Women’s wages are going up. But families can’t seem to break through the poverty ceiling. In his latest piece for The Atlantic, W. Bradford Wilcox wrote about families who still struggle in poverty even though women are getting better wages and the supposed wage gap seems to be shrinking.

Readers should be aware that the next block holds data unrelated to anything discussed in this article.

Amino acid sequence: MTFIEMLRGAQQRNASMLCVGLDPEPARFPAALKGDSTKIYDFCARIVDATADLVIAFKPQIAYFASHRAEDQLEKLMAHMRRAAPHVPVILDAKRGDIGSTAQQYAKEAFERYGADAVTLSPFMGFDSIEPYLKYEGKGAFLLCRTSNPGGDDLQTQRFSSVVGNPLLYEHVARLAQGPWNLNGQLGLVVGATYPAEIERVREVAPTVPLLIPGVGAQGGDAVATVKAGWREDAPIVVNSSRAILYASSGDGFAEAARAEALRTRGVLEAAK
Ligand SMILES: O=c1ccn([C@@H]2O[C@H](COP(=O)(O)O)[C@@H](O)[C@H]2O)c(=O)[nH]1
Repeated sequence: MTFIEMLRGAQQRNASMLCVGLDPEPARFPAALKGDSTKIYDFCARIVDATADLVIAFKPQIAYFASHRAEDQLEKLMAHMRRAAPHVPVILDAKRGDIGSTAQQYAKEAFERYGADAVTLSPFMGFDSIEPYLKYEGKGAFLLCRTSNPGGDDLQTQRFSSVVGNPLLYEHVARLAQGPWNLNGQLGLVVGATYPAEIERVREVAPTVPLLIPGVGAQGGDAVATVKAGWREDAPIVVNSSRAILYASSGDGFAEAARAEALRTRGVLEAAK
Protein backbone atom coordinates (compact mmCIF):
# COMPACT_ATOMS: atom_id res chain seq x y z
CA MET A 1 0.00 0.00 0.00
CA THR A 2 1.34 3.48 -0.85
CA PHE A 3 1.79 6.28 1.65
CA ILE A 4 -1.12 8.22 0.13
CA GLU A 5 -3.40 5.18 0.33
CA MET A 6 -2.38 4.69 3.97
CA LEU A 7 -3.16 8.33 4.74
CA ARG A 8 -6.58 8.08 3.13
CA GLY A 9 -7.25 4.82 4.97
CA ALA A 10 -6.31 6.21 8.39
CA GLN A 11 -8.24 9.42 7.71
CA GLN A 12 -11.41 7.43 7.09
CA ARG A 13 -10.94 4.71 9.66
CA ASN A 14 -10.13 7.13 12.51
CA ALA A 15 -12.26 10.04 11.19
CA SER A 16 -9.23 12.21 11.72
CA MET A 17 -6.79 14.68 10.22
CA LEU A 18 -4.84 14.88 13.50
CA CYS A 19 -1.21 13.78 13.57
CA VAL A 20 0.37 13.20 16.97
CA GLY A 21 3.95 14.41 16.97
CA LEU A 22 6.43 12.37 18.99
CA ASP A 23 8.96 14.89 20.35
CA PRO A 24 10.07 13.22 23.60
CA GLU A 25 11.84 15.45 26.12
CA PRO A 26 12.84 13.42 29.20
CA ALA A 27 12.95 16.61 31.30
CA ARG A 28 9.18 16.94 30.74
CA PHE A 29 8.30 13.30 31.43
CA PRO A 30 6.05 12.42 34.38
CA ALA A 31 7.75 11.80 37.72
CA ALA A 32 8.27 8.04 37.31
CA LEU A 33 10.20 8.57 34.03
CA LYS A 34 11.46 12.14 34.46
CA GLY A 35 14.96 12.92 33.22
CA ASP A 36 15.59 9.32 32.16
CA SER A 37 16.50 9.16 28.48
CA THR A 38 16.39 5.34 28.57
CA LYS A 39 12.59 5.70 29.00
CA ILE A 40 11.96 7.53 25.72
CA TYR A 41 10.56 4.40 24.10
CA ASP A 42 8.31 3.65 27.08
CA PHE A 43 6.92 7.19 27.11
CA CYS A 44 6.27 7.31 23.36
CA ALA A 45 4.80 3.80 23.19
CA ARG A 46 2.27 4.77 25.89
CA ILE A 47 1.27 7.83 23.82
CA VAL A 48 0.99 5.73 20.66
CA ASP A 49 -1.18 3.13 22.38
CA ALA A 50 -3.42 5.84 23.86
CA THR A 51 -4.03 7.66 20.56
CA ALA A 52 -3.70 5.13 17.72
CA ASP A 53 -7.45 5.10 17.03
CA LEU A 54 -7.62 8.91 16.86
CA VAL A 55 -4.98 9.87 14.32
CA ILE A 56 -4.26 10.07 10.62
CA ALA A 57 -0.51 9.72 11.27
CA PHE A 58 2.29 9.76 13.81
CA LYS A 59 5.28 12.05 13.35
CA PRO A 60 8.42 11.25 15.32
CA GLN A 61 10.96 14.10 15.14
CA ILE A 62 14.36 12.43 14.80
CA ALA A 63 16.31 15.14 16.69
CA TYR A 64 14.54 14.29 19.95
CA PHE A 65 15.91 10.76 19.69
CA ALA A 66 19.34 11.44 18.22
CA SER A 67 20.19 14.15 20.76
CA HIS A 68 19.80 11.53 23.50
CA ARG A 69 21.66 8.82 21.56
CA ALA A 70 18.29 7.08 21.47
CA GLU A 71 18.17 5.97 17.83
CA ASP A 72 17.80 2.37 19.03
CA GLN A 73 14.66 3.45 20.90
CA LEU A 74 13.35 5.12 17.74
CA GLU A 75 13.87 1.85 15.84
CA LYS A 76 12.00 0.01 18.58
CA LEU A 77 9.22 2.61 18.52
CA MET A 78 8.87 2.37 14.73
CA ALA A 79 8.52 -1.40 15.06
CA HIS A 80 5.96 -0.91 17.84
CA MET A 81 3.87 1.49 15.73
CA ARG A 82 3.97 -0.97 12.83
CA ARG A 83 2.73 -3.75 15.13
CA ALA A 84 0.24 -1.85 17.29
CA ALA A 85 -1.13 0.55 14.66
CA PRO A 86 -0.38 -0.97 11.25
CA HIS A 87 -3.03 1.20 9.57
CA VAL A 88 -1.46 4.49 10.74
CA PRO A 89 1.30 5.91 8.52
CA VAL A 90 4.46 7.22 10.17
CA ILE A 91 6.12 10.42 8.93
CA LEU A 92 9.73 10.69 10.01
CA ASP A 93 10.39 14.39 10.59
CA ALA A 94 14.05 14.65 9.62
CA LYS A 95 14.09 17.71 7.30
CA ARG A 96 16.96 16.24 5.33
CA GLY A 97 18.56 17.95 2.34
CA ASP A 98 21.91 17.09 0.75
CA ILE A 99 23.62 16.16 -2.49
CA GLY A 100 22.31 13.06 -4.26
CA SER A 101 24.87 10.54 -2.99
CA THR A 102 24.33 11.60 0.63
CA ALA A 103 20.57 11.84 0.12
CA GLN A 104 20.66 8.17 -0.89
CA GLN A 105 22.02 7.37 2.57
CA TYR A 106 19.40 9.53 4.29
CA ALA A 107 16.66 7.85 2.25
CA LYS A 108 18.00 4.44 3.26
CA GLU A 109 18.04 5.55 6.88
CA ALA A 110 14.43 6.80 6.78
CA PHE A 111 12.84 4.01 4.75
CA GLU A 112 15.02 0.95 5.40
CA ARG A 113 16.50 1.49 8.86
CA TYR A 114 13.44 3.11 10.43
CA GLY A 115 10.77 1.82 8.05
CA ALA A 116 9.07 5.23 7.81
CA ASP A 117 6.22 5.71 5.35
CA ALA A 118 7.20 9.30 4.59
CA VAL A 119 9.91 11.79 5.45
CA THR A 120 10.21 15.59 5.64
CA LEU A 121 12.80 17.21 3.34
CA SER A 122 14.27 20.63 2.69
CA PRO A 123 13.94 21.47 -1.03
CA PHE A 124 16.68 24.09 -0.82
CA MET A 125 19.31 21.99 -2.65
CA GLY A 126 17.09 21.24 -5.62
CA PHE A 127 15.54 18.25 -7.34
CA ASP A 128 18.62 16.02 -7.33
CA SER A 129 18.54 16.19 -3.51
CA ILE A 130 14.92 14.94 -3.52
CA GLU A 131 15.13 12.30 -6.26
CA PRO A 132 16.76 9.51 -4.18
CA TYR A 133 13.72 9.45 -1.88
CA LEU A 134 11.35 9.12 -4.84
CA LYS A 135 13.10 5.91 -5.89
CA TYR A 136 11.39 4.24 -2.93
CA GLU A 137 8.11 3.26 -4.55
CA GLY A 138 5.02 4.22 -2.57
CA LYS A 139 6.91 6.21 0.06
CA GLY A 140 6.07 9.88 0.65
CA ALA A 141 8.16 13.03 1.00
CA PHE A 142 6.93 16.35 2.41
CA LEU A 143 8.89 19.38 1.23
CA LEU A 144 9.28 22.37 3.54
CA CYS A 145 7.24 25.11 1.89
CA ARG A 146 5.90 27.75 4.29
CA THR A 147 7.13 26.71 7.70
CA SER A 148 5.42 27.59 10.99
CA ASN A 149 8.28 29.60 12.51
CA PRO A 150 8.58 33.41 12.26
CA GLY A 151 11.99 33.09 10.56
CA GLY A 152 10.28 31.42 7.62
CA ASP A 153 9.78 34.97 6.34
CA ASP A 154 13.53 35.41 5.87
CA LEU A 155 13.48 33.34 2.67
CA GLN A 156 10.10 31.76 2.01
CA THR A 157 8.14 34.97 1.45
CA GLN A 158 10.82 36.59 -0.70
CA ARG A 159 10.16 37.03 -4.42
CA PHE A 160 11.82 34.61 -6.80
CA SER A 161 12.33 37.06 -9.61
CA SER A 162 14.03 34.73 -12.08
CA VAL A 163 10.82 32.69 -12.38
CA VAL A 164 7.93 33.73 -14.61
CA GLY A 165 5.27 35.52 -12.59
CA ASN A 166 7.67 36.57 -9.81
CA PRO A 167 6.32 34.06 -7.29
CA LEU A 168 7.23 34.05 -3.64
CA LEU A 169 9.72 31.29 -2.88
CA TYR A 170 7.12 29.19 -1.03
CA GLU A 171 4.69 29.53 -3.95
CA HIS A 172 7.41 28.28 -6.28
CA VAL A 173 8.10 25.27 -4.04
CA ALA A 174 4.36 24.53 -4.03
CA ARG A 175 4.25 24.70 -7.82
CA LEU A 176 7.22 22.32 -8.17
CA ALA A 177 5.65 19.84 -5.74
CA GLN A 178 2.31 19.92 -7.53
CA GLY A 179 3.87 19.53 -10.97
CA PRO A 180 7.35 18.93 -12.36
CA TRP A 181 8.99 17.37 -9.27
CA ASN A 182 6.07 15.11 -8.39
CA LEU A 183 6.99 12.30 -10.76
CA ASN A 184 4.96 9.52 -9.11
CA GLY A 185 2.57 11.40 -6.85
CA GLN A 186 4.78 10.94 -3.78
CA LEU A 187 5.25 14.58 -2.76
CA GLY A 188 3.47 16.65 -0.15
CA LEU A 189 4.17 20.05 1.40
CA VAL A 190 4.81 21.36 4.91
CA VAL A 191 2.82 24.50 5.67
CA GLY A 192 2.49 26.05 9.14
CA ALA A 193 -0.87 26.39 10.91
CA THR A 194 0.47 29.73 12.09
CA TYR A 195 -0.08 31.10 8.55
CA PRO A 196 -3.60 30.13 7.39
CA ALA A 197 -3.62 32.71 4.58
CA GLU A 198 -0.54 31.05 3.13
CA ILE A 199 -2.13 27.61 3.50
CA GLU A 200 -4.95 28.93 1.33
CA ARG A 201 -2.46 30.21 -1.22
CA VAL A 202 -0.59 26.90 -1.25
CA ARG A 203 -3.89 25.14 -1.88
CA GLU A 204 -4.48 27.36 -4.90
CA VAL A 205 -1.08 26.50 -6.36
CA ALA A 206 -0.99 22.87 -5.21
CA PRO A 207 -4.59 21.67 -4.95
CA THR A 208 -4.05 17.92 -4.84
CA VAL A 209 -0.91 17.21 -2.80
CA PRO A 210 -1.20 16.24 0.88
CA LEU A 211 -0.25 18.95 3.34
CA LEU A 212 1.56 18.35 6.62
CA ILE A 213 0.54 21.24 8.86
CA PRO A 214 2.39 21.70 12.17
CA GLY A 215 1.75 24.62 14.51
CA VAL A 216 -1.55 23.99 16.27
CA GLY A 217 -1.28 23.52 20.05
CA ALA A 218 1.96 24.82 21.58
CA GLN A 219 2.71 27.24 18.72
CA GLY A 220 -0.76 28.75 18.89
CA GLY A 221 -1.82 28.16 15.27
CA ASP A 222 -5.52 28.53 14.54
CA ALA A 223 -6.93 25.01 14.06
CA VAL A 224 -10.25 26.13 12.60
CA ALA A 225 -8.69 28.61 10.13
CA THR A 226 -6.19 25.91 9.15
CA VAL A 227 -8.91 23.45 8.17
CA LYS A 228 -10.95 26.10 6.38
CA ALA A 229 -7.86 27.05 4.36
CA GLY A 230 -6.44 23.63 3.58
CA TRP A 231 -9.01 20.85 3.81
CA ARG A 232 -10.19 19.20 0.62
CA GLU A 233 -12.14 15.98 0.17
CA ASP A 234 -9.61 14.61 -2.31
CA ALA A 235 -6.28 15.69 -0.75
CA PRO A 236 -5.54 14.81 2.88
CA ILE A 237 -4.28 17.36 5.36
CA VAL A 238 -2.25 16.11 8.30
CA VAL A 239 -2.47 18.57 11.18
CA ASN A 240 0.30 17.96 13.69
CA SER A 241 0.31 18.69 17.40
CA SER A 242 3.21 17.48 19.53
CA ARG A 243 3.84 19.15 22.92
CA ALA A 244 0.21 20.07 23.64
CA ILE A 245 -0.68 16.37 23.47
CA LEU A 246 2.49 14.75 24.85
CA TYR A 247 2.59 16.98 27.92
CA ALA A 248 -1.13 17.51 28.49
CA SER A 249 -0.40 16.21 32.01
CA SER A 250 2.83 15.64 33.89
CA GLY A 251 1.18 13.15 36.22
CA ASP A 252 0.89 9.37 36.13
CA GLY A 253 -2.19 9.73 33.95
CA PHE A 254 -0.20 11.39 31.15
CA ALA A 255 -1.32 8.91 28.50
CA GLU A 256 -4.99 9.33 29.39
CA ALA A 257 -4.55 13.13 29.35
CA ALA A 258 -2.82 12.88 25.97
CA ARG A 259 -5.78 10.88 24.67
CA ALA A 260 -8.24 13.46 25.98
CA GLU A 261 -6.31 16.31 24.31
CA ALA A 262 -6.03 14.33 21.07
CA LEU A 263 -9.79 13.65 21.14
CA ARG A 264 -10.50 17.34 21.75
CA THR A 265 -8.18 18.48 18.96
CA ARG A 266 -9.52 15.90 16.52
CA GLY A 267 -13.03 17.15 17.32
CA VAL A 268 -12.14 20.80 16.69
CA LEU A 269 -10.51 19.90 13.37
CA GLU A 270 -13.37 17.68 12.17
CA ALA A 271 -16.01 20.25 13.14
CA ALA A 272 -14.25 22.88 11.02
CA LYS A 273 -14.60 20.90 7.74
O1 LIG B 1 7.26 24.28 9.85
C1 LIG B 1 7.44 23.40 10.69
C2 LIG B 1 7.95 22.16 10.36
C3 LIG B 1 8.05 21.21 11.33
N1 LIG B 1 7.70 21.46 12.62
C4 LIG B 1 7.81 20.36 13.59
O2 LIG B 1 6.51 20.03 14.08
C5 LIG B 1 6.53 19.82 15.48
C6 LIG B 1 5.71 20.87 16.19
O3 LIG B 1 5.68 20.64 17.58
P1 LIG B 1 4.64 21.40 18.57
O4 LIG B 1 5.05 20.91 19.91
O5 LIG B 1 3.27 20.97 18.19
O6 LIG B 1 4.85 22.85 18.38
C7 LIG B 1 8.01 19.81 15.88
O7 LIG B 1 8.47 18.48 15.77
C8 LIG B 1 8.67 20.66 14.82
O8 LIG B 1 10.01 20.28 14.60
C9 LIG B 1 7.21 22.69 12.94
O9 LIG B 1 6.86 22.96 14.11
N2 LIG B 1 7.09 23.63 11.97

“What gives?” Wilcox asked. “What accounts for the paradox that women’s income is rising across the board yet family income is falling for the bottom 40 percent of families? Mainly, to paraphrase Hanna Rosin, the end of marriage and men in working-class and poor communities across the nation, coupled with the fact that maternal labor-force participation has plateaued since the 1990s.”